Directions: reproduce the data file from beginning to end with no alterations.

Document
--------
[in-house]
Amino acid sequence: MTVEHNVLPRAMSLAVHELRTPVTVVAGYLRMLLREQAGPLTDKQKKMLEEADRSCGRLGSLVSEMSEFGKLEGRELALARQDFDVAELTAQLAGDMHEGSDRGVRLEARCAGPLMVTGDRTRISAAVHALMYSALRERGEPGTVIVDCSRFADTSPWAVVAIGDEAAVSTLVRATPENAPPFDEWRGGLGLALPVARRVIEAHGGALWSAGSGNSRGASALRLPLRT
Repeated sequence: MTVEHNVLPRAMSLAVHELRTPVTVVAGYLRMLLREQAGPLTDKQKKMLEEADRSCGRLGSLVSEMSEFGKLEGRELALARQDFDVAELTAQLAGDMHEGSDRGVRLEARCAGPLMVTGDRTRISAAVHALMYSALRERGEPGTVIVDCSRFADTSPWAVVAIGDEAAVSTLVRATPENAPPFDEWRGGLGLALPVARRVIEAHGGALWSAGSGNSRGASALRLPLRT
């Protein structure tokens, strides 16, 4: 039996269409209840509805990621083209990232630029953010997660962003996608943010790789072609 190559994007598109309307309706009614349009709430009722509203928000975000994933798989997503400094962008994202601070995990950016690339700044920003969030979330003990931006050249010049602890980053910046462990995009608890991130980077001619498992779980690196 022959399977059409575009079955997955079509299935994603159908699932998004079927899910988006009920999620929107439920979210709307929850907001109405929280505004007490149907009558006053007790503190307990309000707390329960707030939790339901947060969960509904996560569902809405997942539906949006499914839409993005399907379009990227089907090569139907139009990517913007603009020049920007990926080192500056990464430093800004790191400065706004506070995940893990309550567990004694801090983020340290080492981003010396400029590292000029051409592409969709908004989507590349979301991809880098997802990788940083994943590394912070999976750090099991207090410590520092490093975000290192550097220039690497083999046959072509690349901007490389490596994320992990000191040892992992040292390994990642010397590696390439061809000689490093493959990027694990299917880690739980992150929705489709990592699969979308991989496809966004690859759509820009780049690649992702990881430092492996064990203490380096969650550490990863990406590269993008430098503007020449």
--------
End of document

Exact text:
[in-house]
Amino acid sequence: MTVEHNVLPRAMSLAVHELRTPVTVVAGYLRMLLREQAGPLTDKQKKMLEEADRSCGRLGSLVSEMSEFGKLEGRELALARQDFDVAELTAQLAGDMHEGSDRGVRLEARCAGPLMVTGDRTRISAAVHALMYSALRERGEPGTVIVDCSRFADTSPWAVVAIGDEAAVSTLVRATPENAPPFDEWRGGLGLALPVARRVIEAHGGALWSAGSGNSRGASALRLPLRT
Repeated sequence: MTVEHNVLPRAMSLAVHELRTPVTVVAGYLRMLLREQAGPLTDKQKKMLEEADRSCGRLGSLVSEMSEFGKLEGRELALARQDFDVAELTAQLAGDMHEGSDRGVRLEARCAGPLMVTGDRTRISAAVHALMYSALRERGEPGTVIVDCSRFADTSPWAVVAIGDEAAVSTLVRATPENAPPFDEWRGGLGLALPVARRVIEAHGGALWSAGSGNSRGASALRLPLRT
């Protein structure tokens, strides 16, 4: 039996269409209840509805990621083209990232630029953010997660962003996608943010790789072609 190559994007598109309307309706009614349009709430009722509203928000975000994933798989997503400094962008994202601070995990950016690339700044920003969030979330003990931006050249010049602890980053910046462990995009608890991130980077001619498992779980690196 022959399977059409575009079955997955079509299935994603159908699932998004079927899910988006009920999620929107439920979210709307929850907001109405929280505004007490149907009558006053007790503190307990309000707390329960707030939790339901947060969960509904996560569902809405997942539906949006499914839409993005399907379009990227089907090569139907139009990517913007603009020049920007990926080192500056990464430093800004790191400065706004506070995940893990309550567990004694801090983020340290080492981003010396400029590292000029051409592409969709908004989507590349979301991809880098997802990788940083994943590394912070999976750090099991207090410590520092490093975000290192550097220039690497083999046959072509690349901007490389490596994320992990000191040892992992040292390994990642010397590696390439061809000689490093493959990027694990299917880690739980992150929705489709990592699969979308991989496809966004690859759509820009780049690649992702990881430092492996064990203490380096969650550490990863990406590269993008430098503007020449």